As noted above, the focus of the play is on Solon. Solon lived in Archaic Greece around the time of Hesiod, a time, as the playwright puts it, which was  “prior to the classical period. It’s a poor, primitive world.” Not only was this world primitive, but there were temporary restraining ordinances: talk of war was verboten, punishable by penalty of death. And yet Solon, following the dictates of the oracle of Apollo, a comparatively “new” god whose oracle at Delphi he pledged to protect, yet simultaneously viewed with deep skepticism, managed to find a way around this restriction.  In the play, he risks death,  pretending to be mad so that he will not be penalized, and recites an incendiary poem entitled  Salamis,  designed to foment war between the Athenians and Megarions.

For those who are unfamiliar with Solon, or need a quick refresher, he was an Athenian statesman, lawgiver, and poet.  His life’s work prepared ancient Greece for democracy.  As portrayed in Women’s Mysteries, he is boundlessly curious, eager to make money, and wants to rectify disparities between the wealthy and the poor.  (Prior to his reforms, those who owed money could literally be taken off and  enslaved for their debts.)  He successfully restructured debt in Athenian society, and moreover was able to accomplish this in a way that  the economy of Athens did not crash and burn.

According to the director,  Rose-Marie Brandwein, the actors in the play all have backgrounds in  Shakespearean productions, which explains the ease and aplomb with which they handled this verse play. Many of them undertook several roles, although Eric Diamond (Pisistratus), John Payne (Solon), and Carla Torgrimson (Chorus) all had solo parts. Cam Kornman was extraordinarily enthusiastic and commanding in each of her roles, as Basilinna, Python, and the Chorus.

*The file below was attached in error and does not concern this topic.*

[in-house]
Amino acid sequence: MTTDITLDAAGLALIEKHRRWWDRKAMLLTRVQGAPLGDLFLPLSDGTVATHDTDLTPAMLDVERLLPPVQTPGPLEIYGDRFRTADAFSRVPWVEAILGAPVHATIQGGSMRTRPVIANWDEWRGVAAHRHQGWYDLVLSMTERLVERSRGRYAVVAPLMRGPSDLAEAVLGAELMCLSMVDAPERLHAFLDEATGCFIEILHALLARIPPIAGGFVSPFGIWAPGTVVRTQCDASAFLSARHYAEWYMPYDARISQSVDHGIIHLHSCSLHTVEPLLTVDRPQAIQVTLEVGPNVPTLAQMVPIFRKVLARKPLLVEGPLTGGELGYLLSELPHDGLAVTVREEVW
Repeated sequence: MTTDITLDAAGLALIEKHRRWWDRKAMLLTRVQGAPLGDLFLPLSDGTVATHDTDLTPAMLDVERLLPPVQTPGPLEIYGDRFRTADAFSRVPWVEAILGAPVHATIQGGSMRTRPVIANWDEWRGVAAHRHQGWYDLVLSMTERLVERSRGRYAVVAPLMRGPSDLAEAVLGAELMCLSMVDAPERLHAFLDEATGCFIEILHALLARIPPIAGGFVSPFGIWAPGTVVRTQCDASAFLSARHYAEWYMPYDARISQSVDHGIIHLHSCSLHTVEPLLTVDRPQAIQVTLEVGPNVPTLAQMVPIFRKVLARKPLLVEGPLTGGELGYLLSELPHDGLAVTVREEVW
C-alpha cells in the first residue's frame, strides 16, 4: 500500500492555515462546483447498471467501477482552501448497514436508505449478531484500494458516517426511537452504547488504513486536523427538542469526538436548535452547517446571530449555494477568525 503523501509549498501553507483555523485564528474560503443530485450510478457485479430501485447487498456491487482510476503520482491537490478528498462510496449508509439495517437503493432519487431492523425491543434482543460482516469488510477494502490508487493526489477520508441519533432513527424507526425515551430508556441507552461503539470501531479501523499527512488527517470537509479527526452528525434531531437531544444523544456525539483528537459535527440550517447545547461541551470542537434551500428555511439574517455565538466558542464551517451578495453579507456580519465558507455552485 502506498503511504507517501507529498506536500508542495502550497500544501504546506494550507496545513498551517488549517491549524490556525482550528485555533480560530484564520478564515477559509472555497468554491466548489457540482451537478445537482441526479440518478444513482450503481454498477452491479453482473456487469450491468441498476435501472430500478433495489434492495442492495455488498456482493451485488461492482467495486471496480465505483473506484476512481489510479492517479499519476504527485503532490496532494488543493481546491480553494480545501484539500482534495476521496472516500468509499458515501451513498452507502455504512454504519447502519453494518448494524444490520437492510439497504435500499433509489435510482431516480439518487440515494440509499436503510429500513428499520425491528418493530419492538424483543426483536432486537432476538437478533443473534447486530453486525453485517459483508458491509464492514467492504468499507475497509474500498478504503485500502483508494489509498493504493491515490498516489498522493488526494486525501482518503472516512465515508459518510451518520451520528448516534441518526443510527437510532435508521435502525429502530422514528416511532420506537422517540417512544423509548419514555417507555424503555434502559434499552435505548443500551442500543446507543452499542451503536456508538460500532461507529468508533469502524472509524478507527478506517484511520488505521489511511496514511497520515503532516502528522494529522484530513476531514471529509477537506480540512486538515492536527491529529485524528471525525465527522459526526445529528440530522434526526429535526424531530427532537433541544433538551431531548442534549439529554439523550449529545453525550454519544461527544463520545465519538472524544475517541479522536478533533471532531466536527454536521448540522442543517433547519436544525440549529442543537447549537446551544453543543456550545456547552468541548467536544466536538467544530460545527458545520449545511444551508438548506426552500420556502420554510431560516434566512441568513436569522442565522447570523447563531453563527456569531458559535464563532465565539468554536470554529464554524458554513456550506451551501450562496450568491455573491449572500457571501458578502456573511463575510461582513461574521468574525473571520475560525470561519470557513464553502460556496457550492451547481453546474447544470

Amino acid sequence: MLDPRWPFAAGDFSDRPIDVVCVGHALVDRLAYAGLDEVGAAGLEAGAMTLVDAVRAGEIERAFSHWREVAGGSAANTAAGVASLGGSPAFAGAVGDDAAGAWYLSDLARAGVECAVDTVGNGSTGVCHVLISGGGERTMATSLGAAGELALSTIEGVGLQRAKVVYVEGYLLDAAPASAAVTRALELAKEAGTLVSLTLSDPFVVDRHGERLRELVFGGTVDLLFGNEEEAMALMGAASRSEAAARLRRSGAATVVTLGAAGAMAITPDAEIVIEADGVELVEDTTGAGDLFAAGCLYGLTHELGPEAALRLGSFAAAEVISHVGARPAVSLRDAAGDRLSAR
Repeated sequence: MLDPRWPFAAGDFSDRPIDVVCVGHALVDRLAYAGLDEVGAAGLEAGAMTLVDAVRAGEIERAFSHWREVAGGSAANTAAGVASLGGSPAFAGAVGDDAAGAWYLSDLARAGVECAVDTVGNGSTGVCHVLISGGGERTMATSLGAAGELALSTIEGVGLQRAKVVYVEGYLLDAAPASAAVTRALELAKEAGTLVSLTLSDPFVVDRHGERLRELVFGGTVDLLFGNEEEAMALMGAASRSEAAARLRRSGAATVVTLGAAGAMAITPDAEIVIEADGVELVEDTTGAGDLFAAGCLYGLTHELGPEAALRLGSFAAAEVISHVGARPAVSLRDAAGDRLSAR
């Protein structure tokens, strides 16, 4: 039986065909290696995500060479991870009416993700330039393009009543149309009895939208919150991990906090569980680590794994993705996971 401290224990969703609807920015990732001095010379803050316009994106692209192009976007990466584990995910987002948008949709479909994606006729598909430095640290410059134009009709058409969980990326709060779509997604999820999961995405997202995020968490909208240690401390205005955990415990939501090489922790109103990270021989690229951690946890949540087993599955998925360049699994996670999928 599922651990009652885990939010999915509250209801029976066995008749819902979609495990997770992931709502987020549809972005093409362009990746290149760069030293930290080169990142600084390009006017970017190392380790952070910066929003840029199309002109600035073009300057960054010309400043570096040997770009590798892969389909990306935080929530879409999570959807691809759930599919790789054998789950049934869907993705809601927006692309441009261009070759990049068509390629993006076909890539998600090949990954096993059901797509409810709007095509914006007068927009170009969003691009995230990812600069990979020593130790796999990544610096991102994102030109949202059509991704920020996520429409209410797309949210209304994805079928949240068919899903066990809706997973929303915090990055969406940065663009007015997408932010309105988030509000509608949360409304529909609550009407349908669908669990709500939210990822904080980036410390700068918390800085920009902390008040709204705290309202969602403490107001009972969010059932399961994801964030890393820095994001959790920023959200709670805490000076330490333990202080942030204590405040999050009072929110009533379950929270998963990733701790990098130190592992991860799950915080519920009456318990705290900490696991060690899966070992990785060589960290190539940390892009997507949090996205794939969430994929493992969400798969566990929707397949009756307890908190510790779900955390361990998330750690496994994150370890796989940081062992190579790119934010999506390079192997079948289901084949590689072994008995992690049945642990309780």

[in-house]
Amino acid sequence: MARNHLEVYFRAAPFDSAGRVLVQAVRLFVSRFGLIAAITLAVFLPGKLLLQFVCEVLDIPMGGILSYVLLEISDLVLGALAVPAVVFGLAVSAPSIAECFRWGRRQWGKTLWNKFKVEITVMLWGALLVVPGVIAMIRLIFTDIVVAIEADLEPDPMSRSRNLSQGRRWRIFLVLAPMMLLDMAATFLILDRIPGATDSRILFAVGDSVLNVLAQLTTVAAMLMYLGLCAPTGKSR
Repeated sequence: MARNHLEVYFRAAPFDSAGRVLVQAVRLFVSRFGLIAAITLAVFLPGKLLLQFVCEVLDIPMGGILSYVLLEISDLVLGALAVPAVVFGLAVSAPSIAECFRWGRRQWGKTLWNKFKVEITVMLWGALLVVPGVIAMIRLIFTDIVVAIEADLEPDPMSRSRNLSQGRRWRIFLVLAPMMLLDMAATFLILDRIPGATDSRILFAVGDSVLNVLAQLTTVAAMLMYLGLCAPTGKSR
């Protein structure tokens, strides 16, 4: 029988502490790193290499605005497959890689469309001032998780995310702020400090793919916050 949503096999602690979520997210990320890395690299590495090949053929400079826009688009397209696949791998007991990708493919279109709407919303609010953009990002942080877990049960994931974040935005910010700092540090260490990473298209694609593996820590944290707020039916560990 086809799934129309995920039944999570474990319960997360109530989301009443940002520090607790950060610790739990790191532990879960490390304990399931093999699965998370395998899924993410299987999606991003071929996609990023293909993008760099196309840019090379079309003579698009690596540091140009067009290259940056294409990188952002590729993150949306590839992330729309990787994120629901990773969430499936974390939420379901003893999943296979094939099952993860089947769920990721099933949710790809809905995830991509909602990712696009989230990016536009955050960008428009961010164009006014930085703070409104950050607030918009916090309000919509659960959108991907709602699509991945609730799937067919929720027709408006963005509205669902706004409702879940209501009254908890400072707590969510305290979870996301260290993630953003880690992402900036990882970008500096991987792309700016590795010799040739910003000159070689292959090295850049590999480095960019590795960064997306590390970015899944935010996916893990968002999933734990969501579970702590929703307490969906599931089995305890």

In staging the reading, the director incorporated certain understated elements that made it simple yet extremely effective: the men, the war-fomenters, wore dark clothing, and the women wore white or light clothing, to emphasize their purity and devotion to spirituality. No masks were used in the production, which is just as well, since the actors were reading from the scripts, and the costumes were limited to wreaths and scarves for the Oracle of Pythian Apollo and the female worshippers of the Double Goddess.

As Considine writes of Demeter,  goddess and mother in  mourning  for her daughter, Persephone,  brutally abducted by Hades:

“Only Hecate, stirrer of witches, heard

A startled cry from the girl pulled to hell…

Persephone, a child, was stranded

In eternal darkness, at the side of death.”

The poetry of the play is by turns beautiful, stark, and evocative, particularly in the scenes that depict the worshippers trying to revive the cult at Eleusis, and  it is in these scenes that William Considine manages to evoke the cadence and gravitas of ancient poetic funeral inscriptions found on steles at the sites of Eleusis and Delphi.   There are also moments of humor and absurdity, and at times the character of Solon displays a sort of meta-consciousness about his situation and that of his companions and/or detractors.  This made the reading absorbing to watch, especially in the moments when the language and acting attained a solemnity that allowed the audience an immersive experience in the ancient world of the play.